FINANCIAL STATEMENTS TELL A STORY. Depending on the circumstances, including the underlying motivations of the author, the accounts of an industrial company or a financial institution or a high tech start-up or a national government can be crafted to serve as either a biography, a fantasy, a romance, or a mystery. Too often, though, the four principal financial statements that drive modern financial markets — balance sheet, income statement, cash flow statement, and statement of retained earnings — are as impenetrable as the pristine copy of Finnegans Wake that sits unread on so many bookshelves around the world.
The practice of accounting that has developed over the past 600 years, as well as the highly remunerated professionalization of accountants over the past 150 years, is driven by a deep-seated human desire to measure things. As Joseph Stiglitz once observed, “What we measure effects what we do, and better measurement will lead to better decisions, or at least different decisions.”
Jane Gleeson-White’s survey of the history of accounting and the challenges it faces today, Double Entry: How the Merchants of Venice Created Modern Finance, draws a series of interesting and interconnected conclusions about both the early successes and the recurring failures of attempts to systematically reduce the hurly-burly of real-time economic activity to numerical form.
Her story begins in earnest during the Renaissance, a period when unprecedented successes in commerce in northern Italy were supporting and promoting grand artistic and literary endeavors. A few decades after the fall of Constantinople and the final demise of the ideal that was the Roman Empire, math teachers in Italy began to turn their attention to the practice of double-entry bookkeeping that had taken root in Italy in recent years. Armed with the recently arrived Hindu-Arabic numbers that would soon usurp the more cumbersome Roman numerals that still held sway in Europe, these practical mathematicians were led by Luca Pacioli, a monk whose impact on accounting can still be seen and felt to this day.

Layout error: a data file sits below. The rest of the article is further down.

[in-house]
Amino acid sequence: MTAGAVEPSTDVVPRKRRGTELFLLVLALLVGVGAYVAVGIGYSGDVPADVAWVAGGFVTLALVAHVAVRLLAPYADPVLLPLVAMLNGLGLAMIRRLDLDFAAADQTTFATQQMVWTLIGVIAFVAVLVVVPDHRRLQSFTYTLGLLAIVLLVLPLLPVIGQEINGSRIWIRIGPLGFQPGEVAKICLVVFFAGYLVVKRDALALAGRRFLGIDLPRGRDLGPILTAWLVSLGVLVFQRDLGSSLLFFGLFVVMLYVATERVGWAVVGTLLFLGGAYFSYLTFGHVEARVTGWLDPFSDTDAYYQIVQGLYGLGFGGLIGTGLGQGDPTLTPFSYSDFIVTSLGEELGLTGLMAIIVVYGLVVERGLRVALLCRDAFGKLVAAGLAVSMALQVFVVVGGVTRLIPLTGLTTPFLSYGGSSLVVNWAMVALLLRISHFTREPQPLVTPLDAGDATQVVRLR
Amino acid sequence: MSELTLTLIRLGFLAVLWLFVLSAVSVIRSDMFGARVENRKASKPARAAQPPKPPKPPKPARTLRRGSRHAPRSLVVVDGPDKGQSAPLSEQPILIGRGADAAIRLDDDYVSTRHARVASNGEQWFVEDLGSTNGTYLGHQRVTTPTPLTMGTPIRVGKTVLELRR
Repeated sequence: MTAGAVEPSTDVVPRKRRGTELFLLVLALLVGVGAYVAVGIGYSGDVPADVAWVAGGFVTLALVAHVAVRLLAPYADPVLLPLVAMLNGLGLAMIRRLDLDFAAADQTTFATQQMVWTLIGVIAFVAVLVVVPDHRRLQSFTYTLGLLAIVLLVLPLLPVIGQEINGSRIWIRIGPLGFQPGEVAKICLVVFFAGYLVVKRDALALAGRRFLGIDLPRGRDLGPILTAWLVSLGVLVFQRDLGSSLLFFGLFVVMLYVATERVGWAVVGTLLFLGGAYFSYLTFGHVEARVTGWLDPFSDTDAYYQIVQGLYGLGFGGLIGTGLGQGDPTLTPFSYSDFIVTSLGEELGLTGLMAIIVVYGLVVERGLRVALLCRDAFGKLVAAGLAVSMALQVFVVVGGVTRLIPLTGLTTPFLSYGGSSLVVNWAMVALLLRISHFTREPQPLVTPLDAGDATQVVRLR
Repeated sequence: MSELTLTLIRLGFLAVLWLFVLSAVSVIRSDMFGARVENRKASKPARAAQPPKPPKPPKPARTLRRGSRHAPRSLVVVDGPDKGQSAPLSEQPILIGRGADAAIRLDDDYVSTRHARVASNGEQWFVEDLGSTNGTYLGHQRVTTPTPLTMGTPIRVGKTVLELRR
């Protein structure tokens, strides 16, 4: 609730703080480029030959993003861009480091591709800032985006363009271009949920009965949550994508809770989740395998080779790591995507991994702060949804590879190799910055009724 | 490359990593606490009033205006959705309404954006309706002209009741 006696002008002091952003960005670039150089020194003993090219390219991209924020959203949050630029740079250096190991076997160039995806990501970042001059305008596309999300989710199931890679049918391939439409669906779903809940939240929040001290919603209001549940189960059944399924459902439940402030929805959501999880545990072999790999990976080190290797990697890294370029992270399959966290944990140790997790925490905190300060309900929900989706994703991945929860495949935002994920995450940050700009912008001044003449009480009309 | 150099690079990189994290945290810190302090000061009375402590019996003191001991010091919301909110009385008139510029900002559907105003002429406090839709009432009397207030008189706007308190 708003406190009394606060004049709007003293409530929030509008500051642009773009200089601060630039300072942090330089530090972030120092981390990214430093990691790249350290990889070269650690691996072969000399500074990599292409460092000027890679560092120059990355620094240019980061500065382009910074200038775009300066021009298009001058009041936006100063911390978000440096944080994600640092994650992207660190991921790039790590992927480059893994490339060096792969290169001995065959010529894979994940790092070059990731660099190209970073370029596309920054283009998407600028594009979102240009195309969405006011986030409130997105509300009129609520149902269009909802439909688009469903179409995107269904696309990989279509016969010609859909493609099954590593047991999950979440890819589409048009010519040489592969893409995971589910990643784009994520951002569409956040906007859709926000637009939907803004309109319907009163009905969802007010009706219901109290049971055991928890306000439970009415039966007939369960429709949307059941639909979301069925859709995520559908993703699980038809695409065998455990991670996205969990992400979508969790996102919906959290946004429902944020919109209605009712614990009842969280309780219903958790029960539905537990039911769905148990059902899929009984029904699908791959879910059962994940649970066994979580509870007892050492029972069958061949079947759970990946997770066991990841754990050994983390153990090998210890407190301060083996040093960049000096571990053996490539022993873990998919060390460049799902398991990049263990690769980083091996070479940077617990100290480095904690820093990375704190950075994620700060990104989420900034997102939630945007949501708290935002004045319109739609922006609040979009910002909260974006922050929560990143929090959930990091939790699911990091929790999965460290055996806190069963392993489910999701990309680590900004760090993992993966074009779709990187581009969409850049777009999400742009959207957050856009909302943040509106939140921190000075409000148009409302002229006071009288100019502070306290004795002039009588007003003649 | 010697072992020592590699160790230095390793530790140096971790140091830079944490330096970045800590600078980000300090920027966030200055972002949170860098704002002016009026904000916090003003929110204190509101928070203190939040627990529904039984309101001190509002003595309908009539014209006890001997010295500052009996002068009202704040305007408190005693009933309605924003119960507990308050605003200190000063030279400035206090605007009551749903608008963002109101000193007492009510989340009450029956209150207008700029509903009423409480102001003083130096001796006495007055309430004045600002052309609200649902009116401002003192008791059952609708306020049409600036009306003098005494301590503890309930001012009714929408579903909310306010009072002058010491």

Pacioli set in motion a revolutionary change in how economic activity was viewed by its practitioners and by the world at large. In 1494, he published the first systematic explanation of the “Italian method” of double-entry bookkeeping, where every transaction is recorded twice, first as a credit and then as a debt, and ultimately all transactions can be reconciled together and the overall health and well-being of the business can be measured and judged. Pacioli quickly gained international fame and his work was translated into many other languages.
Gleeson-White explores the birth and initial triumph of double-entry accounting with sharp attention to the cultural and historical context of the times, and follows it briskly through subsequent centuries, as its acceptance and expansion steadily continued. When the industrial revolution arrives and the corporation appears on the scene as this new era’s vehicle-of-choice, Gleeson-White shows in concise and compelling detail how the “Italian method” of accounting evolved from its roots in simple trading and exchange to embrace and describe the minutiae of industrial production at a level of detail and with an analytic power never seen before.
The adoption of limited liability corporations as the dominant business form of the past 200 years was not inevitable. Many of the flaws of the corporate model remain ...read more